Isabella I; Isabella the Catholic
Queen of Castile, born Madrigtti de las Altas Torres, 1451; died Castle of La Mota, Medina del Campo (Valladolid), Spain, 1504.
In 1468 she defeated an attempt to make her usurp the crown of her brother, Henry IV, who made her his heir to the exclusion of his reputed daughter Joan, known as "La Beltraneja" on the supposition that Don Beltran was her real father; this pact, however, was later revoked.
Refusing all other alliances planned for her, in 1469 she married Prince Ferdinand of Aragon, against her brother's wishes.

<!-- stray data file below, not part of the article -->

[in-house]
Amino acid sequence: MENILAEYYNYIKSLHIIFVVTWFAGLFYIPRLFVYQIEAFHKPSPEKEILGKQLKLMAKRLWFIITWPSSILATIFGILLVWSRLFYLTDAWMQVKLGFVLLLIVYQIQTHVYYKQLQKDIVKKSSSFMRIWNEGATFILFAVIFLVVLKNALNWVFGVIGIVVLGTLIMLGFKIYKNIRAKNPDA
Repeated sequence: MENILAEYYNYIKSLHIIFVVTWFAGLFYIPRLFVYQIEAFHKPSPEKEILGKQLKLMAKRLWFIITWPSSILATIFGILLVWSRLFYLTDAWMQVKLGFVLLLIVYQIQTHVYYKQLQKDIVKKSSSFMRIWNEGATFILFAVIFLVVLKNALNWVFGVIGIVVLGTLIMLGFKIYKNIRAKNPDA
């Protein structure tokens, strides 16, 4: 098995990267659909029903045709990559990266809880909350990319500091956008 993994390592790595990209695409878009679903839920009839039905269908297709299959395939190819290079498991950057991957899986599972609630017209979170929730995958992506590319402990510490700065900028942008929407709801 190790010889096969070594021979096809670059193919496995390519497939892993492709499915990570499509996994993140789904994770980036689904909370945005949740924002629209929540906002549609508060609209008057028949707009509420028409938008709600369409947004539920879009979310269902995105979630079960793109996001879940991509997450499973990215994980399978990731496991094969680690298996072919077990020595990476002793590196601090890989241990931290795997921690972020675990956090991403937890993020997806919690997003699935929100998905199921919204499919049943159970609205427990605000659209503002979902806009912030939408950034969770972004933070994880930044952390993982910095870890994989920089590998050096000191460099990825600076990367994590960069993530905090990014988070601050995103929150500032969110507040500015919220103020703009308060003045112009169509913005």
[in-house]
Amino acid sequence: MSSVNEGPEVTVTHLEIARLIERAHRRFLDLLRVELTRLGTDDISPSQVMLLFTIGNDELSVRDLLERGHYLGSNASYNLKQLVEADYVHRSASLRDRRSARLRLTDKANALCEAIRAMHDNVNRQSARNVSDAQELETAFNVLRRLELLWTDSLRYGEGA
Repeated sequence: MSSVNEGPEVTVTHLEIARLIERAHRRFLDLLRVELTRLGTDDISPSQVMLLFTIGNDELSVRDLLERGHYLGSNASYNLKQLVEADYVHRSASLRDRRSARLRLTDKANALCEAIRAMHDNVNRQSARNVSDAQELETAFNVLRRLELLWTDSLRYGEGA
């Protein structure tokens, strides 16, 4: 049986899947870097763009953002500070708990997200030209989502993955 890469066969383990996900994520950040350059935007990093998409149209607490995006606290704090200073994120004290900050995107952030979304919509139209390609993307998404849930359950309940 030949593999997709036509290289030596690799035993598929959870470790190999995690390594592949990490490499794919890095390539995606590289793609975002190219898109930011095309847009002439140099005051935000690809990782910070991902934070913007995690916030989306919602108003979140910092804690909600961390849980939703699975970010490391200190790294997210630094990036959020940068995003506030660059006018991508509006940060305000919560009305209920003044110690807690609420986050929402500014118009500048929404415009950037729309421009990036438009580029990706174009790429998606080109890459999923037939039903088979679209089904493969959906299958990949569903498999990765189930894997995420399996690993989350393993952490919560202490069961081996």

On the death of Henry she was proclaimed Queen of Castile; her claim was contested by La Beltraneja, supported by Portugal, and a five years war ensued.
Ferdinand had meanwhile succeeded to the throne of Aragon, and thus the definitive unity of the Spanish nation was accomplished in the two monarchs, to whom Alexander VI gave the title of "Catholic" which the Kings of Spain still bear.
Among the great achievements of their joint reign were the conquest of Granada, 1492, which assured the territorial unity of the Spanish monarchy, and the discovery of America by Columbus, an enterprise in which the queen assisted materially.
She led the way in fostering the love of study and in many respects her court recalls that of Charlemagne.
New Catholic Dictionary